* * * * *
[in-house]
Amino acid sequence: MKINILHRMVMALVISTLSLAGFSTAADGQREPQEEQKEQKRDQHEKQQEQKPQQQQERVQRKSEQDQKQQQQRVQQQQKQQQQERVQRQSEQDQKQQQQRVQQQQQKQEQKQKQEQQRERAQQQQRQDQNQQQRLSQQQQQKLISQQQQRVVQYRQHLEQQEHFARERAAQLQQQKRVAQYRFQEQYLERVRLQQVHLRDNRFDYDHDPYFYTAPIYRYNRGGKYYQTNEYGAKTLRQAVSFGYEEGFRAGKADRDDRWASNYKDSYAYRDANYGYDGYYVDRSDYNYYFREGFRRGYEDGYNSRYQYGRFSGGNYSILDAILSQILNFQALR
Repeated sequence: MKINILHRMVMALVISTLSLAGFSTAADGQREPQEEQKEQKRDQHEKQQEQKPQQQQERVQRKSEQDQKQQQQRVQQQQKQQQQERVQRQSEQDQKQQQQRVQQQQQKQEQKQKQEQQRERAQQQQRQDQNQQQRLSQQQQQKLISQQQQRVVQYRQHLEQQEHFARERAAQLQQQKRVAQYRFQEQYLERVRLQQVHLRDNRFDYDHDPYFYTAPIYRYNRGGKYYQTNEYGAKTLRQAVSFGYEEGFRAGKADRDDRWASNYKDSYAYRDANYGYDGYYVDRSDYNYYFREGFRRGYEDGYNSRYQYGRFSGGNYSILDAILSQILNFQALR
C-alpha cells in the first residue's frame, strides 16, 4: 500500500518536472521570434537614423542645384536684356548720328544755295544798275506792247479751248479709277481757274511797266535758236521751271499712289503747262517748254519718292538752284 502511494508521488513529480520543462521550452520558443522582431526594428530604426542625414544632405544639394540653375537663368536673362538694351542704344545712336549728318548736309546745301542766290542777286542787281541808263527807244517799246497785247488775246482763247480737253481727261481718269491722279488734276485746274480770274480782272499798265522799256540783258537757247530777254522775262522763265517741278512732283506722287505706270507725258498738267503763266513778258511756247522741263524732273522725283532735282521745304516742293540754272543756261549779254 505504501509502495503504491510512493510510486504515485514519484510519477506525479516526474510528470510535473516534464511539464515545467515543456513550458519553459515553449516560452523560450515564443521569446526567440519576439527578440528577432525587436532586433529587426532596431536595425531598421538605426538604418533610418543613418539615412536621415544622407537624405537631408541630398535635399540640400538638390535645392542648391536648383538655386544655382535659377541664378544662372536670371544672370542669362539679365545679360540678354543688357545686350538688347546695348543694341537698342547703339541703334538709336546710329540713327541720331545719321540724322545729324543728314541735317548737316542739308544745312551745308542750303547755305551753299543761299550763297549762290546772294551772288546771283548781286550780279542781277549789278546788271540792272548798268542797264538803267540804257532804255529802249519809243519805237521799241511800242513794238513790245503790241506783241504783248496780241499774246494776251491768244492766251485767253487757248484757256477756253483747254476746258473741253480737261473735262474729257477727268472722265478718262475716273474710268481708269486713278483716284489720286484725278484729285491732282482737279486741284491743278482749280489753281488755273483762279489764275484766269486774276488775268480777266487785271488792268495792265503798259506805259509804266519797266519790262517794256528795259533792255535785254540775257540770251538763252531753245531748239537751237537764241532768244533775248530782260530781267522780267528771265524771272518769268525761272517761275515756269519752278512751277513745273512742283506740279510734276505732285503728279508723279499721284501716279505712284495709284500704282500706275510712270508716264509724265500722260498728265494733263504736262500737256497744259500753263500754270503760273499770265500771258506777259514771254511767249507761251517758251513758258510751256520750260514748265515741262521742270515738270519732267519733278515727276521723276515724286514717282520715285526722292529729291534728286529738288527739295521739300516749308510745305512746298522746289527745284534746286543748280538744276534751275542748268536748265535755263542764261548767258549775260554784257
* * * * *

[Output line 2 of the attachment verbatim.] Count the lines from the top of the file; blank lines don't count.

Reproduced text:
Amino acid sequence: MKINILHRMVMALVISTLSLAGFSTAADGQREPQEEQKEQKRDQHEKQQEQKPQQQQERVQRKSEQDQKQQQQRVQQQQKQQQQERVQRQSEQDQKQQQQRVQQQQQKQEQKQKQEQQRERAQQQQRQDQNQQQRLSQQQQQKLISQQQQRVVQYRQHLEQQEHFARERAAQLQQQKRVAQYRFQEQYLERVRLQQVHLRDNRFDYDHDPYFYTAPIYRYNRGGKYYQTNEYGAKTLRQAVSFGYEEGFRAGKADRDDRWASNYKDSYAYRDANYGYDGYYVDRSDYNYYFREGFRRGYEDGYNSRYQYGRFSGGNYSILDAILSQILNFQALR